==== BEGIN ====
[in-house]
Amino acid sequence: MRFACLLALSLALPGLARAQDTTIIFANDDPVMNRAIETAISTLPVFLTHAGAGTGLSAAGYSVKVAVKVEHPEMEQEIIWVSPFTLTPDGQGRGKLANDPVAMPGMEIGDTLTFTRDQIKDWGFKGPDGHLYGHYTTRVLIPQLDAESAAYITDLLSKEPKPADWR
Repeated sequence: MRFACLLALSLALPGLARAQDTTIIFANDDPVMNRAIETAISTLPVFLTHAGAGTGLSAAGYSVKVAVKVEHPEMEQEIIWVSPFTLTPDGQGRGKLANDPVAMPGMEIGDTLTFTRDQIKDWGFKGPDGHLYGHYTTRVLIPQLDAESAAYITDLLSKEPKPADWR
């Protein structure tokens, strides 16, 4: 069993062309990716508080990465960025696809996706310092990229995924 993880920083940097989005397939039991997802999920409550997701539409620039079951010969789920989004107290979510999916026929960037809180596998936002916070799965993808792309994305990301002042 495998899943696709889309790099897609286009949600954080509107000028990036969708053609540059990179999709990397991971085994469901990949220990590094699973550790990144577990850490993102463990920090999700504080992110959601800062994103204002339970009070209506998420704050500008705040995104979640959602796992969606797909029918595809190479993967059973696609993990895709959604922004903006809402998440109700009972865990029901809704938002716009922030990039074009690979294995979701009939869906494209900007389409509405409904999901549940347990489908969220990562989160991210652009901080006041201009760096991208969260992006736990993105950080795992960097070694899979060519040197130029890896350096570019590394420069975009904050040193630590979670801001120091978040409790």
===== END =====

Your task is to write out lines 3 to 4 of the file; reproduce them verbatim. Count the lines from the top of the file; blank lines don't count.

Repeated sequence: MRFACLLALSLALPGLARAQDTTIIFANDDPVMNRAIETAISTLPVFLTHAGAGTGLSAAGYSVKVAVKVEHPEMEQEIIWVSPFTLTPDGQGRGKLANDPVAMPGMEIGDTLTFTRDQIKDWGFKGPDGHLYGHYTTRVLIPQLDAESAAYITDLLSKEPKPADWR
């Protein structure tokens, strides 16, 4: 069993062309990716508080990465960025696809996706310092990229995924 993880920083940097989005397939039991997802999920409550997701539409620039079951010969789920989004107290979510999916026929960037809180596998936002916070799965993808792309994305990301002042 495998899943696709889309790099897609286009949600954080509107000028990036969708053609540059990179999709990397991971085994469901990949220990590094699973550790990144577990850490993102463990920090999700504080992110959601800062994103204002339970009070209506998420704050500008705040995104979640959602796992969606797909029918595809190479993967059973696609993990895709959604922004903006809402998440109700009972865990029901809704938002716009922030990039074009690979294995979701009939869906494209900007389409509405409904999901549940347990489908969220990562989160991210652009901080006041201009760096991208969260992006736990993105950080795992960097070694899979060519040197130029890896350096570019590394420069975009904050040193630590979670801001120091978040409790």